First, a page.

Friday, February 23, 2018

Is God Controlling Everything?

I've wanted to blog for some time on the theology that God controls everything.  Yes, God is Sovereign - He is supreme in power and authority but he does not control everything. If this were so, we would not have a free will and the ability to exercise it in our Christian walk.   I am frustrated when I hear Christians say, "well God is in control", as their loved ones lay dying of disease, "God is in control", as they are without finances and struggling to put food on the table.  My heart gets so sad and I want to defend God's character and re-direct them as they are hurting and believing it is God.  God is supreme authority.  God is all-powerful!  But, He is not the one devouring health, finances, dreams, etc. If this were so, we would be bi-polar Christians.  Up one day and then down the next.  We would be so confused as to who are Father is and His character.  Is He good or is he bad?  Does he loves me or is he bringing this into my life to grow me?  Oh my gosh, when I used to believe this, I was Bi-Polar in my faith, because the up and down ride with God was exhausting. Of course, we can grow in hardships as we yield to Him, of course God works things for good as we allow Him to transform us and our circumstances, but to say that He is controlling everything . . . please reconsider that theology.  Andrew Wommack is one of my favorite Bible Teachers and  I love how he so clearly states this thoughts on this theology, so I have copied a bit of his dialogue . . .

Jesus hasn’t saved, healed, delivered, or prospered a single person in the last 2,000 years. What God provided by grace 2,000 years ago now becomes a reality when mixed with faith. Faith appropriates what God has already provided. Faith doesn’t move God; He isn’t the one who is stuck. Faith doesn’t make God do anything. Grace and faith work together, and our part is to accept what God has already done. Grace must be balanced with faith.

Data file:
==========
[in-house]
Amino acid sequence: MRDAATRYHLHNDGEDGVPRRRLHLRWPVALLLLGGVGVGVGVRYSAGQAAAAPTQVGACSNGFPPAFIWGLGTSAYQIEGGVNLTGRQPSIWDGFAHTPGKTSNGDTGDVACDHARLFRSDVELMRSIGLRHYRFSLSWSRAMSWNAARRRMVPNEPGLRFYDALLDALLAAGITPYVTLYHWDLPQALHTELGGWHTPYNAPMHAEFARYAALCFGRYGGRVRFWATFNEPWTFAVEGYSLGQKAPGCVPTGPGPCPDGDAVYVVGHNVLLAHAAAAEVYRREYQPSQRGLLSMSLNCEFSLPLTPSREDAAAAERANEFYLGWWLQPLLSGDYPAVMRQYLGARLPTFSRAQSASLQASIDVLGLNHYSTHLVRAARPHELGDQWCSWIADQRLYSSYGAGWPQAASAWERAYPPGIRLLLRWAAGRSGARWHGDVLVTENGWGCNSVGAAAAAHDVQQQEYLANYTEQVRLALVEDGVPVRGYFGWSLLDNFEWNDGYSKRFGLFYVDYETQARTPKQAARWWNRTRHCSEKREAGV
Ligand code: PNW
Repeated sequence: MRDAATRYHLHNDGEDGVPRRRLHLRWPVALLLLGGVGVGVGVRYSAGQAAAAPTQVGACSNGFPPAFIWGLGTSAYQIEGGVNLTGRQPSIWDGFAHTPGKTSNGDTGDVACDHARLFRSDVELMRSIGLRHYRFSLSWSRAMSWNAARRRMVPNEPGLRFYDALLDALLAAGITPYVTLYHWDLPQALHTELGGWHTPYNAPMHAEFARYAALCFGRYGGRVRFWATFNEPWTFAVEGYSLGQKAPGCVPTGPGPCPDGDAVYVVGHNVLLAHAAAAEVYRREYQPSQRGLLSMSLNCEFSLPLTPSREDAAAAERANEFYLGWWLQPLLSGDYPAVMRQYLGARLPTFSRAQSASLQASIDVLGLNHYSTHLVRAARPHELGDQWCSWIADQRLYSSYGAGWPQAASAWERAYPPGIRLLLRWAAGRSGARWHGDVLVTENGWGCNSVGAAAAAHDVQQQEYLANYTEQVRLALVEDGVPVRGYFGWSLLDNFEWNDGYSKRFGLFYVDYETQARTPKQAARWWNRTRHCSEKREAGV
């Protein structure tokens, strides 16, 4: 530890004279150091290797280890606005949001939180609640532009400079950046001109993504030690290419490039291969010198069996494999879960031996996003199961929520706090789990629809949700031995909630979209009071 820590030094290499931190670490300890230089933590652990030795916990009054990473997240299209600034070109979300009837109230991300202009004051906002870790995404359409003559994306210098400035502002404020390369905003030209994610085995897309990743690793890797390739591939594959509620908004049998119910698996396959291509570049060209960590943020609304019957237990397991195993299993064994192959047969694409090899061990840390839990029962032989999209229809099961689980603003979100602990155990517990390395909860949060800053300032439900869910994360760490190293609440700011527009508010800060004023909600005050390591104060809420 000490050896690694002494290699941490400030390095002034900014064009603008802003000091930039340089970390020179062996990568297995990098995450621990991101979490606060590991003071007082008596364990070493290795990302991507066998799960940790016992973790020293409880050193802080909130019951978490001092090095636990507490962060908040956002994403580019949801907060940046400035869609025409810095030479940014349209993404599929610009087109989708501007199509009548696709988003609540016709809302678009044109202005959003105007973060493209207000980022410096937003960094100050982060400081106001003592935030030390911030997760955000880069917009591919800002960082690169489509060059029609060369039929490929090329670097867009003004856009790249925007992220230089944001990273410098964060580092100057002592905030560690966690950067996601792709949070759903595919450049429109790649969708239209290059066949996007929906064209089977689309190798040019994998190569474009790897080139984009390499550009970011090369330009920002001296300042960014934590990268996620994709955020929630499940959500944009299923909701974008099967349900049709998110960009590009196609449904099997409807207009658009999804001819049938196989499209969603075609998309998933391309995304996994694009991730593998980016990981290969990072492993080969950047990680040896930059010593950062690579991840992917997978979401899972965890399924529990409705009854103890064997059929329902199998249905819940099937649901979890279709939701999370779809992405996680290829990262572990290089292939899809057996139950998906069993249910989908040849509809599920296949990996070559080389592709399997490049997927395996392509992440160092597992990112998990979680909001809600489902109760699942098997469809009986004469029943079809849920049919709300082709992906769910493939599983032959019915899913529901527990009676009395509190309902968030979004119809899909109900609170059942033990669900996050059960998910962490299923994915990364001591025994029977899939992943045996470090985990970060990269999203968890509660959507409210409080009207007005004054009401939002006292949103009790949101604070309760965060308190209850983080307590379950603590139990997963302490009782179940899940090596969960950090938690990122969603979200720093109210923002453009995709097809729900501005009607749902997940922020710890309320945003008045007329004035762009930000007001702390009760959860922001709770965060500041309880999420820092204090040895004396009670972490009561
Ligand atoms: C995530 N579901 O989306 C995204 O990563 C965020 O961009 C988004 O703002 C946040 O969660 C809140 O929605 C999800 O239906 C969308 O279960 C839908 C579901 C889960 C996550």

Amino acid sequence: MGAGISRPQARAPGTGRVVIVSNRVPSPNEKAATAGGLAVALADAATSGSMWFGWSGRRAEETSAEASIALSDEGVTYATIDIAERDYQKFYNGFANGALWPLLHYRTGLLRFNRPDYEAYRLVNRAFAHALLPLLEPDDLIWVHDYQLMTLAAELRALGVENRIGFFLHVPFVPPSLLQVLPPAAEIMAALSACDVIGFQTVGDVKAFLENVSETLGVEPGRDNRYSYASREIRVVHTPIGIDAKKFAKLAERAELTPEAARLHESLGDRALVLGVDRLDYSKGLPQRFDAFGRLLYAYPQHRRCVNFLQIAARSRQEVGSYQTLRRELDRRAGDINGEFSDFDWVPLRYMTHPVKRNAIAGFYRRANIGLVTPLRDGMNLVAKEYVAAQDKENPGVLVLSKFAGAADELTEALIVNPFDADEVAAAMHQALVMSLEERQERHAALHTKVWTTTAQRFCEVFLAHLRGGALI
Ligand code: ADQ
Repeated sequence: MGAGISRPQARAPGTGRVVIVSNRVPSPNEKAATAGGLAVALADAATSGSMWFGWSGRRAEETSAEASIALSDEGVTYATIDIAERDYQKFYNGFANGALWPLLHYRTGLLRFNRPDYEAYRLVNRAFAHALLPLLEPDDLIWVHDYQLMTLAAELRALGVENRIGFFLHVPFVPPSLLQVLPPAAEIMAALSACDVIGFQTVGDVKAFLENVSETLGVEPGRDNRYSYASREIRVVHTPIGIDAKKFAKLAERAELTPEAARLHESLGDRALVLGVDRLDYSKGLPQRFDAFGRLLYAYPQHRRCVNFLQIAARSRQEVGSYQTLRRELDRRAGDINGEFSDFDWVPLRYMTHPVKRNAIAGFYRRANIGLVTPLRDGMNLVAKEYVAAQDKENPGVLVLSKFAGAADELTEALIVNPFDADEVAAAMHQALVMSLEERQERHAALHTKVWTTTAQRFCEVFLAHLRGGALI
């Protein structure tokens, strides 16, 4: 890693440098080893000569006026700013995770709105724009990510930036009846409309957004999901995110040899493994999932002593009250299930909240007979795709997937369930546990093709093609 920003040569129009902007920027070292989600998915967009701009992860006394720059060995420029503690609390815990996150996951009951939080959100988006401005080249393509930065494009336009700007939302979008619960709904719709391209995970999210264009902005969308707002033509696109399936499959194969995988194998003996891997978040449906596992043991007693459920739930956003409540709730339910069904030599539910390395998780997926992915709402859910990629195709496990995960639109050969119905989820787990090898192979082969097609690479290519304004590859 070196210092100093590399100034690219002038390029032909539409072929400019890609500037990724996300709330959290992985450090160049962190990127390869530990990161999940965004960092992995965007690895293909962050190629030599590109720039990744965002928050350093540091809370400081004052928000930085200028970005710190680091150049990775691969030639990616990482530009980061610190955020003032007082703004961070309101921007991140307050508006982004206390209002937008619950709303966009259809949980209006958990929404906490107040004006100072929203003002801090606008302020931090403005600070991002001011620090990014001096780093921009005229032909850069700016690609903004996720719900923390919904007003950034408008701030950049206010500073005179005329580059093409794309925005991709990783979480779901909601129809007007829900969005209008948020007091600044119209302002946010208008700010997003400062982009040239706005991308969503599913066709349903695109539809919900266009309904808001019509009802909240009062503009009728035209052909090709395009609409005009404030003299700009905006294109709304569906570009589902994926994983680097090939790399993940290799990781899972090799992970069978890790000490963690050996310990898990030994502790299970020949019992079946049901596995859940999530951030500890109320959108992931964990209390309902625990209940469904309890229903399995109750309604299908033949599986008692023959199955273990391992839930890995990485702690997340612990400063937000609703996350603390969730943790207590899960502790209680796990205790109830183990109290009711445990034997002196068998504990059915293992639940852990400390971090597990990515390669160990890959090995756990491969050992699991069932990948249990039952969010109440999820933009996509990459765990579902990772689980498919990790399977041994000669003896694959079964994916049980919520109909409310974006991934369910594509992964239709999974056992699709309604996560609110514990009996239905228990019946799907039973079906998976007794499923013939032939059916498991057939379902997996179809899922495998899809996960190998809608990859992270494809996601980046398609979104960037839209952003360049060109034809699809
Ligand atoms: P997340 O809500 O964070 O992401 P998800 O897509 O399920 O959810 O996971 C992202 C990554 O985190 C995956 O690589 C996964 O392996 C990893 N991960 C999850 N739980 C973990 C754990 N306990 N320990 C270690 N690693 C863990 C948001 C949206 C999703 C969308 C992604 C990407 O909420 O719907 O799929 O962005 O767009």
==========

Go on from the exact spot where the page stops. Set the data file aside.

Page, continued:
Many Christians believe that God moves sovereignly as He wills, when He wills. That is because religion teaches that God controls everything and that nothing can happen without His permission. However, it’s not true—everything isn’t up to God. I have a teaching called The Believer’s Authority that explains this in more detail.
For instance, when my father died, I was told God needed him in heaven more than I needed him here. Even at twelve years old, I knew better than that. Why would God need my dad in heaven? God didn’t kill my dad. That is not what the Word of God teaches. The Scripture makes it very clear that Jesus came to destroy the works of the devil (Heb. 2:14 and 1 John 3:8). Satan is the one who goes about seeking whom he may devour (1 Pet. 5:8). Satan is the one who comes to steal, kill, and destroy (John 10:10).
God is being misrepresented. If He was guilty of all the things we blame Him for, there isn’t a civilized nation on the face of this earth that wouldn’t convict Him of crimes against humanity. I think the idea that God either causes or allows evil so that we will somehow grow spiritually is the worst heresy in the body of Christ. It renders people passive and takes away their hope.
If you really believe that God controls everything, what’s the use of doing anything? After all, it’s all up to God, right? If you believe that God is trying to teach you something through sickness or poverty, why see a doctor or look for a good job? Why not suffer as much as you can and really learn the lesson? I mean, how dumb can you be and still breathe?
Brothers and sisters, that is terrible doctrine. The Bible says that in the last days, people will call evil good and good evil (Is. 5:20). Denominations today are teaching that when you get sick or experience financial problems, God is causing it so He can teach you something or humble you. That is an example of calling evil good.
God is not responsible for killing babies, for rape, violence, poverty, or sickness. Satan is the author of evil, and the Bible clearly states that we are to resist the Enemy (James 4:7). Resist means to actively fight against something. If we aren’t fighting against sickness, for example, then we are submitting to it. To casually say to Satan “Please leave us alone” is not resisting the devil. We need to get angry at the devil, and we won’t get angry if we believe that God is the one causing or allowing the problem.
God’s will doesn’t automatically come to pass. Jesus said that not everybody will be saved (Matt. 7:13), yet Scripture says it is the will of God that none should perish (2 Pet. 3:9). God has provided salvation, healing, financial provision, and everything else we need, but if we don’t respond in faith to what has been provided by grace, we won’t receive. (
by Andrew Wommack